In his initial December budget proposal, Gov. Mike Dunleavy proposed no increase to school funding but did include a super-sized dividend of almost $4,000 per person, based on a formula that remains in state law but that has not been followed since 2015.

Barring an unexpected surge in the price of oil — which would lift state revenue — spending more money on schools would require significant immediate tax increases or spending less money on something else, and the multibillion-dollar cost of the dividend is by far the largest piece of the budget.

“I really want to be clear that we’re not asking for whipped cream or ice cream on top of the pie. We’re just asking for crust, you know, or the filling at this point,” Parady said.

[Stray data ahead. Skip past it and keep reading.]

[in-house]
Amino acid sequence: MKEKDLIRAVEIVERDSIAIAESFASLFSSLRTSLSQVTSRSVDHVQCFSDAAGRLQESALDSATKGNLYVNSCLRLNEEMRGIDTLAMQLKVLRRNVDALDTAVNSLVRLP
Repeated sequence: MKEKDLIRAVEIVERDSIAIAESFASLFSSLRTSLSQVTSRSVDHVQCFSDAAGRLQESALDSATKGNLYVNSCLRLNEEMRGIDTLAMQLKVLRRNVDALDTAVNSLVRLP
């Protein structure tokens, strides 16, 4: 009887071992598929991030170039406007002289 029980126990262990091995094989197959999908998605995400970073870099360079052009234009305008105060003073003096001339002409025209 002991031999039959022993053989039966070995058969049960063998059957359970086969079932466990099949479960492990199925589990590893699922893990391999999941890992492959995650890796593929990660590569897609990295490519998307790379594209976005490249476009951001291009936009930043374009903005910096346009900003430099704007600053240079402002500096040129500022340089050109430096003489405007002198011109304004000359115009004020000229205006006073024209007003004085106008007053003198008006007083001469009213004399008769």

Sarah Sledge, executive director of the Coalition for Education Equity, said the backlog of major maintenance projects at public schools now exceeds $200 million. In a presentation to the Senate Education Committee, she showed a disused school building whose walls had bowed outward because of excessive snow loads.

The Association of Alaska School Boards, which represents local school districts, told the education committee that it supports a minimum increase to the BSA of $860 per student. The current amount is $5,930.

In a Monday rally outside the Capitol, educators called for an increase of more than $1,000 per student. If the 2011 BSA had simply been adjusted for modern inflation, it would be more than $7,200 per student.

 A participant in a pro-education rally holds up a sign in front of the Alaska State Capitol on Monday night. (Photo by James Brooks/Alaska Beacon)